While artists of any discipline began to absorb Western material in the 1980s and moved to the underground in the 1990s because of the pressure from above, documentary photographers were almost exclusively self-absorbed far into the 1990s. They shot mostly black and white, with themes from the hinterland, which seemed oppressive and depressive. On the outside was the claim of self-discovery, “We are artists!,” inside there was unsureness in search of a unique form language, which had to be reinvented especially in their particular discipline. In addition, photography was used as a supplement and also for documentation of experimental performance and conceptual art in the artist’s suburb of Beijing called East Village, founded in 1993. 1996 Rong Rong ??, co-founded New Photo, the first Chinese journal of conceptual photography.[8] As well as in visual arts it was about shocking and finally screaming out, with methods and themes now depraved to clichés (nudity, foul language, faeces or dead embryos). Many of the few artist-documentary photographers were very successful, particularly in the West. Three very different personalities are Ling Fei ??[9], Mao ? alias Lü Nan ??[10] and Xing Danwen ???[11].


The 2000s – first exhibitions and approaches

The exhibition Humanism China: Contemporary Record of Photography (Zhongguo Renben: Jishi zai Dangdai ????——?????) in 2003 at Guangdong Museum of Art resembled a new turning point for China’s documentary photography and photojournalism. On this first large event, leading into a worldwide traveling exhibition, 250 Chinese documentary photographers presented their works of the past fifty years. As a prominent figure Lu Guang ?? shall be mentioned exemplarily here. As late as the 1990s, Lu had earned his living with wedding photos and was only occasionally able to finance one of his sporadic reports. He became known in 2004 as a winner in World Press Photo with the first prize in the category ‘Contemporary Issues’ and his pictures of an AIDS village in Henan province. With the encouragement from abroad, Chinese health authorities interestingly became aware of him and started working with him rather than covering up the events as regularly in cases of controversial issues. Lu Guang received several prestigious awards for the report (e.g. the Eugene Smith Award). His new big issues are environmental reports, and though he is struggling with authorities every once in a while, it will be interesting to see how his influence carries on to the local and national authorities.

Photojournalism is still a new medium in China. The number of exhibitions in the field of documentary photography, but also in fine arts photography increased since 2006, this medium was finally regarded as a serious possibility of expression in China, and participation in competitions of the photographers for photo journalists is rising. Thus, we find the traveling exhibition Between Past and Future – New Photography and Video from China and the Stuttgart Festival 2008 Photography from China 1934-2008 in the West, China itself created photo galleries such as Paris-Beijing in 798 art district and Three Shadows Photography Art Centre in Caochangdi.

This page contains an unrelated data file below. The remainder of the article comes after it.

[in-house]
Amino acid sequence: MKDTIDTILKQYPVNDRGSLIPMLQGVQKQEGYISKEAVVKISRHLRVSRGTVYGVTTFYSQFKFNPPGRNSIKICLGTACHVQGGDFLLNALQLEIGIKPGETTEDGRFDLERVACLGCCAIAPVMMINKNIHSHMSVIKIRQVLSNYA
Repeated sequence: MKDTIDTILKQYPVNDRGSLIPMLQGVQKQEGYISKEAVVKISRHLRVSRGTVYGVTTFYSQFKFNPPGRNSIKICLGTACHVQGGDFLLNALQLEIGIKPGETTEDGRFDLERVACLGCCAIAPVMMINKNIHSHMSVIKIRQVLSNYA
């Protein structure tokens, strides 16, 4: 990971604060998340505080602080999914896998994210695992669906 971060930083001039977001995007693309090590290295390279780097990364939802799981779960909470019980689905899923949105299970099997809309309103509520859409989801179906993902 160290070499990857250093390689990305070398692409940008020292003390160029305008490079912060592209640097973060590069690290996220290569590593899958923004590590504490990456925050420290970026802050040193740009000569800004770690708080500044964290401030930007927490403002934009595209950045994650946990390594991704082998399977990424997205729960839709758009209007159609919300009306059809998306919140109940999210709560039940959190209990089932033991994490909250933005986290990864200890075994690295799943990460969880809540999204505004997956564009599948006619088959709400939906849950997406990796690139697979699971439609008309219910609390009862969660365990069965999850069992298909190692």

Network of Chinese photographers

That hardly a Chinese photojournalist and documentary photographer has his own website and that there are also only few Chinese photo agencies are possible reasons why there is no extensive network in China for documentary photographers, and that they are primarily on their own. There are apart from News no platforms, no scenes, no places as in other artistic disciplines, where the participants could exchange their ideas. Many documentary photographers do not even know each other. After all, in China there are some photography festivals now, the oldest is the Pingyao International Photography Festival (Pingyao Guoji Sheying Dazhan ????????), co-founded in 2001 by Alain Jullien. Since 2005 there is the South China Lianzhou International Photo Festival (Lianzhou Guoji Sheying Nianzhan ????????), also raised by Jullien. For the first time in April 2010, the Caochangdi Photospring (Caochangdi Sheyingji ??????) was held under the direction of Bérénice Angremy, Rong Rong and inri, which was pursued with great interest – and might have its last run this spring because of financial difficulties.

On the other hand, there are again the developments of the decelerating, traditional photographers association and the veterans of the news agency Xinhua who do not let anyone close. As in other disciplines, the inclusion of artists in the association of their profession has traditionally been the only funding option. However, the boundaries between amateur and professional photography, as well as between photojournalism on the one and art photography on the other hand, are getting more and more permeable.


Independent photographers and commerce

The debate is old and belongs probably mainly to the 20th century, probably even more to the West: Is art allowed to be sold? Or should art be created solely for its beauty, its aesthetics, which is in no way to be associated with value? Avant-garde as a denial of commerce. Even if the relevant positions have moved closer together over time, as far as this division exists, it is carried on in photography even more than in other art forms.

Documentary photographers are either depending on orders and exhibitions, or on a second job. This is also due to the state funding opportunities that are largely available in Europe but missing in China. The only support is given through the associations in China, in which the artist then are no longer free, but incorporated into the system, such as contract photographers for China Daily Youth (Zhongguo Qingnianbao ?????) or for the official news agency Xinhua. This has nothing to do with independence, so the artists have to find their own ways – and this path often leads to advertising.